The House passed HR. 6899 (Abercrombie-D) in mid September. The bill, which has pro-labor elements, is a comprehensive energy bill that allocates 40% of all revenue from new offshore drilling to the rapid development of alternative fuels, renewable energy technologies, energy conservation and environmental clean-up, and sharing 30% of the revenue with the participating States. The president threatened to veto the bill with the strong labor provisions. Rep. Abercrombie blogged about the bill and its strong environmental elements after the bill passed the House.
According to the Building Trades Website:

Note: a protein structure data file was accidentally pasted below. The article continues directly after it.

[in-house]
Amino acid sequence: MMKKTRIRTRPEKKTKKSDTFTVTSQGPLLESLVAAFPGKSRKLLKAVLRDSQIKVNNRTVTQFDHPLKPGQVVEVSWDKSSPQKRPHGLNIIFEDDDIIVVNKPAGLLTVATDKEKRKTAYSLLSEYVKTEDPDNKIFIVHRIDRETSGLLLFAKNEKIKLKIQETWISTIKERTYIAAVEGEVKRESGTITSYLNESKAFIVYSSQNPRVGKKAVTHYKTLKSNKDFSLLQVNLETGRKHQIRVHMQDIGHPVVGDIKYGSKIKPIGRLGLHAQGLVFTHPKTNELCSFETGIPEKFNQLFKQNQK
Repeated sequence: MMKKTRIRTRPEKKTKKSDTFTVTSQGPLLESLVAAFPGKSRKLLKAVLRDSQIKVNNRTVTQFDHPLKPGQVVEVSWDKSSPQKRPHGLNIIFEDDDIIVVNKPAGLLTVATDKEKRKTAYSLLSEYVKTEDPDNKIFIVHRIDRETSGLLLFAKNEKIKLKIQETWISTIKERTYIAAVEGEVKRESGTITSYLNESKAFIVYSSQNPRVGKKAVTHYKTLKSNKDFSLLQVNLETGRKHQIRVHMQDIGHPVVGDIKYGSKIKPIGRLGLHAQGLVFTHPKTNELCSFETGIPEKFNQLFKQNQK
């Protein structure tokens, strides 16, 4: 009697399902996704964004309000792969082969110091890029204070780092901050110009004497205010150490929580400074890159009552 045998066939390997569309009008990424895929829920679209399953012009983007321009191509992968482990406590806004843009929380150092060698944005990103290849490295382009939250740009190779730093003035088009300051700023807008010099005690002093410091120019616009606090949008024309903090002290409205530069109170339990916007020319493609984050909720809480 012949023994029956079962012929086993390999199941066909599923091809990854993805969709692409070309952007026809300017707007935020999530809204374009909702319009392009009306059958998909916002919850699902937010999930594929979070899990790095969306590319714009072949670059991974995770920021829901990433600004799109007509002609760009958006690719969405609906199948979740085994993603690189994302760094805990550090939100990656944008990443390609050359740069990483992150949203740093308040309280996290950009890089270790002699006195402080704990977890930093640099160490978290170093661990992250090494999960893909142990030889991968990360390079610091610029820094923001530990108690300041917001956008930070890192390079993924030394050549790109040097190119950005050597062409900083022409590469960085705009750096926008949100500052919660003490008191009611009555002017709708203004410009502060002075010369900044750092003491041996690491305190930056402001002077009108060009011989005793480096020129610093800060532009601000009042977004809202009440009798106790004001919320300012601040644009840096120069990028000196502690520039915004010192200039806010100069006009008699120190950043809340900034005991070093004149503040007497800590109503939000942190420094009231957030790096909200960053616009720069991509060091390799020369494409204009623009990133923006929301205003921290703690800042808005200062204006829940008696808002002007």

Ill be watching this bill. It could bring major benefits to our renewable nation's energy portfolio and workforce. The bill can be found here.The House Sept. 16 passed an energy policy bill with both Davis-Bacon Act and project labor agreement components that the White House promptly threatened to veto over provisions that officials said either failed to pass in other legislation, or which were previously threatened by veto.The legislation, the Comprehensive American Energy Security and Consumer Protection Act (H.R. 6899/S. 3478), passed by a largely partisan vote of 236-189. It contains many renewable tax incentives that are incorporated into the House-passed energy and tax extenders bill (H.R. 6049) and were incorporated into a new bipartisan energy and tax extenders bill fully unveiled Sept. 17 and expected to be on the Senate floor later this week.However, the Bush administration in a policy statement released the same day as the House vote, threatened to veto the House bill. Administration officials argued that while the legislation purported to open access to American energy sources, in reality it would stifle development of new oil and gas resources.Moreover, the officials added that the bill included several "poison pill" provisions. Specific to construction, the administration took issue with provisions it said would expand "Davis-Bacon Act prevailing wage requirements contrary to the Administration's long-standing policy of opposing statutory attempts to expand or contract the Davis-Bacon Act."According to a side-by-side comparison of the House and Senate versions of the bill, the legislation includes several tax incentives for renewable energy. "The measure provides for the allocation of $2.625 billion in energy conservation bonds, $1.75 billion in clean renewable energy bonds, and $1.75 billion in energy security bonds to finance the installation of natural gas pumps at gas stations; all would be tax-credit bonds, which provide a tax credit in lieu of interest, and projects financed through the bonds would have to comply with Davis-Bacon requirements," the report said.